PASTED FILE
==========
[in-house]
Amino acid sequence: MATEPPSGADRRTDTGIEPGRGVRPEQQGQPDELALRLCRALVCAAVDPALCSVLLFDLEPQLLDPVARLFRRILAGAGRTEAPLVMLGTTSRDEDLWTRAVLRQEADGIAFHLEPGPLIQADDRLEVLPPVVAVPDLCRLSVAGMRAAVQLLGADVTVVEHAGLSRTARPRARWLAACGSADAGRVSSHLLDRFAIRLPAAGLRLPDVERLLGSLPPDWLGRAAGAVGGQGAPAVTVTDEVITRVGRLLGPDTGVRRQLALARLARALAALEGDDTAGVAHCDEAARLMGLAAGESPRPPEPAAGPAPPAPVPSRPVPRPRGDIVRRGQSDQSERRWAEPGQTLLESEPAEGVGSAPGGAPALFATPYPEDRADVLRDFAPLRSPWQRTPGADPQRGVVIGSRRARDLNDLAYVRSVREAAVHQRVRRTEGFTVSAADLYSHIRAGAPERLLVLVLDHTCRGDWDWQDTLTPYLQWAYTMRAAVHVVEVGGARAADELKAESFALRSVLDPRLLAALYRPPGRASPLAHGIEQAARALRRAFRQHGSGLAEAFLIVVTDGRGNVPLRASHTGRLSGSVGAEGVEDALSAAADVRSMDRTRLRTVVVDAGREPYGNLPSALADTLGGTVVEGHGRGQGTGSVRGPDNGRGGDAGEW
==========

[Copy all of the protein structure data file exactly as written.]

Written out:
[in-house]
Amino acid sequence: MATEPPSGADRRTDTGIEPGRGVRPEQQGQPDELALRLCRALVCAAVDPALCSVLLFDLEPQLLDPVARLFRRILAGAGRTEAPLVMLGTTSRDEDLWTRAVLRQEADGIAFHLEPGPLIQADDRLEVLPPVVAVPDLCRLSVAGMRAAVQLLGADVTVVEHAGLSRTARPRARWLAACGSADAGRVSSHLLDRFAIRLPAAGLRLPDVERLLGSLPPDWLGRAAGAVGGQGAPAVTVTDEVITRVGRLLGPDTGVRRQLALARLARALAALEGDDTAGVAHCDEAARLMGLAAGESPRPPEPAAGPAPPAPVPSRPVPRPRGDIVRRGQSDQSERRWAEPGQTLLESEPAEGVGSAPGGAPALFATPYPEDRADVLRDFAPLRSPWQRTPGADPQRGVVIGSRRARDLNDLAYVRSVREAAVHQRVRRTEGFTVSAADLYSHIRAGAPERLLVLVLDHTCRGDWDWQDTLTPYLQWAYTMRAAVHVVEVGGARAADELKAESFALRSVLDPRLLAALYRPPGRASPLAHGIEQAARALRRAFRQHGSGLAEAFLIVVTDGRGNVPLRASHTGRLSGSVGAEGVEDALSAAADVRSMDRTRLRTVVVDAGREPYGNLPSALADTLGGTVVEGHGRGQGTGSVRGPDNGRGGDAGEW